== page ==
Sacrificium; sacer, holy, and facere, to make), the ritual destruction of an object, or, more commonly, the slaughter of a victim by effusion of blood, suffocation, fire or other means.
But when Richard declared that he was the victim of plots and intrigues, and was striking clown his enemies only to defend his own life and honor, he was for some time believed.
These sources quoted in Hippolytus have lately met with very unfavourable criticisms. The opinion has been advanced that Hippolytus has here fallen a victim to the mystification of a forger.
The act of feeding, in which the proboscis is buried in the skin of the victim nearly up to the bulb, is remarkably quick, and in thirty seconds or less the abdomen of the fly, previously flat, becomes swollen out with blood like a berry.
The victim was slaughtered by the priest in the church porch before the crucifix, after it had been ritually wreathed and given the holy salt, by licking which it appropriated a sacramental purity or efficacy previously conveyed into the salt by exorcisms and consecration.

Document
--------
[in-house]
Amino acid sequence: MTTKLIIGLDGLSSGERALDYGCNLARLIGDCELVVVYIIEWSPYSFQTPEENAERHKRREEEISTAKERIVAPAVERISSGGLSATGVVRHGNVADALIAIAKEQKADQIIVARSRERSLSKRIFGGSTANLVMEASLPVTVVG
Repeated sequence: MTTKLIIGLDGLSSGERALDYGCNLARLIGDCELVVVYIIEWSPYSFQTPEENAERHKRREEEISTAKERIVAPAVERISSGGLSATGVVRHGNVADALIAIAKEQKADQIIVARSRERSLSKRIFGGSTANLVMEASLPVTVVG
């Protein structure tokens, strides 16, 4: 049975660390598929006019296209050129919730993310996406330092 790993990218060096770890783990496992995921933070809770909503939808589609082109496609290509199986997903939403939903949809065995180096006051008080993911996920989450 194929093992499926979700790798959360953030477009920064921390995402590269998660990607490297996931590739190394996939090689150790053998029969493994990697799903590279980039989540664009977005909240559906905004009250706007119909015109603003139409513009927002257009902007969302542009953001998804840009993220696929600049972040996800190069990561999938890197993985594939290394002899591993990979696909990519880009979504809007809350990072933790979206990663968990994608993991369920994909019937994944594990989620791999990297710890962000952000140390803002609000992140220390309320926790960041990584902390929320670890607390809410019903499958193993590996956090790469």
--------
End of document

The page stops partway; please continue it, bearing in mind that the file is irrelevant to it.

The victim was the animal of a hostile totem-kin or an animal commonly offered to the god.
It is only since she has made composition a more conscious study that she has ceased to be the victim of the phrase; the lucky victim, fortunately, of the good phrase.
His successor, Lord Elgin, only lived till November 1863, when he too fell a victim to the excessive work of the governor-generalship, dying at the Himalayan station of Dharmsala, where he lies buried.
Was the victim of the faults of his predecessors.
But he was boastful, arrogant and quarrelsome; like the Telamonian Ajax, he was the enemy of Odysseus, and in the end the victim of the vengeance of Athene, who wrecked his ship on his homeward voyage (Odyssey, iv.